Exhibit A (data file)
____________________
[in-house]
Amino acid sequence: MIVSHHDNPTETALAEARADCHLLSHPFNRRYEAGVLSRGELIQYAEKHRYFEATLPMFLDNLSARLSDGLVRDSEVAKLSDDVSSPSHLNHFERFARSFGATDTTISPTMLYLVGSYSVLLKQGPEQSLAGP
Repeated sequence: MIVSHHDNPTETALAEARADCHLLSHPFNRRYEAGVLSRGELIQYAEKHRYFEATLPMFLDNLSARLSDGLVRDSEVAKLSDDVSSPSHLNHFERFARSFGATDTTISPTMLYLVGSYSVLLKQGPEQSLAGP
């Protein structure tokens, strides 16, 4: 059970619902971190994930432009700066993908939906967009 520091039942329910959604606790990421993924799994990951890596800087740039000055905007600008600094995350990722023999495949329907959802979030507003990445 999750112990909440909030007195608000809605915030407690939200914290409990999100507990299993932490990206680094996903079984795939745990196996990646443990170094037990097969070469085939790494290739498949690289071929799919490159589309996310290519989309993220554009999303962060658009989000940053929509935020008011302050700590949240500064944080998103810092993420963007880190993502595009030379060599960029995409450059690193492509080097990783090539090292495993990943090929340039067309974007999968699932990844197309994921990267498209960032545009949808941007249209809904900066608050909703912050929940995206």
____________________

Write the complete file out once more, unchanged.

[in-house]
Amino acid sequence: MIVSHHDNPTETALAEARADCHLLSHPFNRRYEAGVLSRGELIQYAEKHRYFEATLPMFLDNLSARLSDGLVRDSEVAKLSDDVSSPSHLNHFERFARSFGATDTTISPTMLYLVGSYSVLLKQGPEQSLAGP
Repeated sequence: MIVSHHDNPTETALAEARADCHLLSHPFNRRYEAGVLSRGELIQYAEKHRYFEATLPMFLDNLSARLSDGLVRDSEVAKLSDDVSSPSHLNHFERFARSFGATDTTISPTMLYLVGSYSVLLKQGPEQSLAGP
């Protein structure tokens, strides 16, 4: 059970619902971190994930432009700066993908939906967009 520091039942329910959604606790990421993924799994990951890596800087740039000055905007600008600094995350990722023999495949329907959802979030507003990445 999750112990909440909030007195608000809605915030407690939200914290409990999100507990299993932490990206680094996903079984795939745990196996990646443990170094037990097969070469085939790494290739498949690289071929799919490159589309996310290519989309993220554009999303962060658009989000940053929509935020008011302050700590949240500064944080998103810092993420963007880190993502595009030379060599960029995409450059690193492509080097990783090539090292495993990943090929340039067309974007999968699932990844197309994921990267498209960032545009949808941007249209809904900066608050909703912050929940995206």